The state said it would take some time, but six months after clearing out Kakaako, the area is once again filled with tents.
Officials counted 293 homeless back in August, right before the sweeps. As of Sunday, 46 homeless still live on the streets at Kakaako Makai Gateway Park.
The state says the park belongs to the Hawaii Community Development Authority, so KHON2 reached out to HCDA for an on-camera interview about the homeless issue.
We were told no one was available today, and that there was nothing “new to report.”
So we reached out to state homeless coordinator Scott Morishige for answers.
“HCDA says there’s nothing new to report on. We saw several tents, if not more, than from two months ago. How is that nothing new to report on?” KHON2 asked.
“I think we’re continuing to again, address park closure enforcement in the same way we have been regularly since December. I think it comes down to an issue of resources,” Morishige replied.
A Department of Public Safety spokesperson said sheriffs are available to assist when requested by the landowner. They go through the park to remind everyone to leave by 10 p.m., and that there hasn’t been an issue.
“So does that mean on any given night, if someone is going to drive by, there won’t be any tents in the area?” KHON2 asked.
“They do periodic enforcements,” said Morishige. “I know sheriffs drive through on a nightly basis. Again, it comes down to an issue of additional resources.”
Morishige is asking the state for more money to get more sheriffs, deputies, and homeless outreach workers to Kakaako. He says it will “significantly” help clear the encampment.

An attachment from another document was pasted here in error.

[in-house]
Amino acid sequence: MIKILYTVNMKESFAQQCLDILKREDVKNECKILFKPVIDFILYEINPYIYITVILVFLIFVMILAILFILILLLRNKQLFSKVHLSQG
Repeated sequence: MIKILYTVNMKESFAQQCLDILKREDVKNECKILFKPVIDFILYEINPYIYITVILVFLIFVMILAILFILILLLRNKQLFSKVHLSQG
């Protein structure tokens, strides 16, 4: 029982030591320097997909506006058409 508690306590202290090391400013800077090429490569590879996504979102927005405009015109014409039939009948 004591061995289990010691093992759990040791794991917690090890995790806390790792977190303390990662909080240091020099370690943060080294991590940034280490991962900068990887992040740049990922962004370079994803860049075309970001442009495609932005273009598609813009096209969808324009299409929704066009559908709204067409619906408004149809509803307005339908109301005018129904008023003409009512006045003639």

“Let’s say you’re able to get the budget for this. How soon can we see these tents gone?” KHON2 asked.
“Due to complexity of issue, it’s going to take time to address the issue. I think having these resources on hand will help. Each situation is a little bit different,” he said. “You’re talking about issues in this area, (people) who have been homeless for many, many years.”
Morishige says 230 have been placed into shelters since August, and that the tents remaining belong to the “chronic” homeless who are refusing help.
“When people come back… like I said, my role is to coordinate the social service response primarily. We go in. I’ve gone down there personally a number of nights, try to get a by-name list, better understand their specific needs,” said Morishige.
He’s asking the state for $7.9 million for Housing First, rapid re-housing, homeless outreach, and to operate a new family assessment center in Kakaako. The bill will be heard on Wednesday.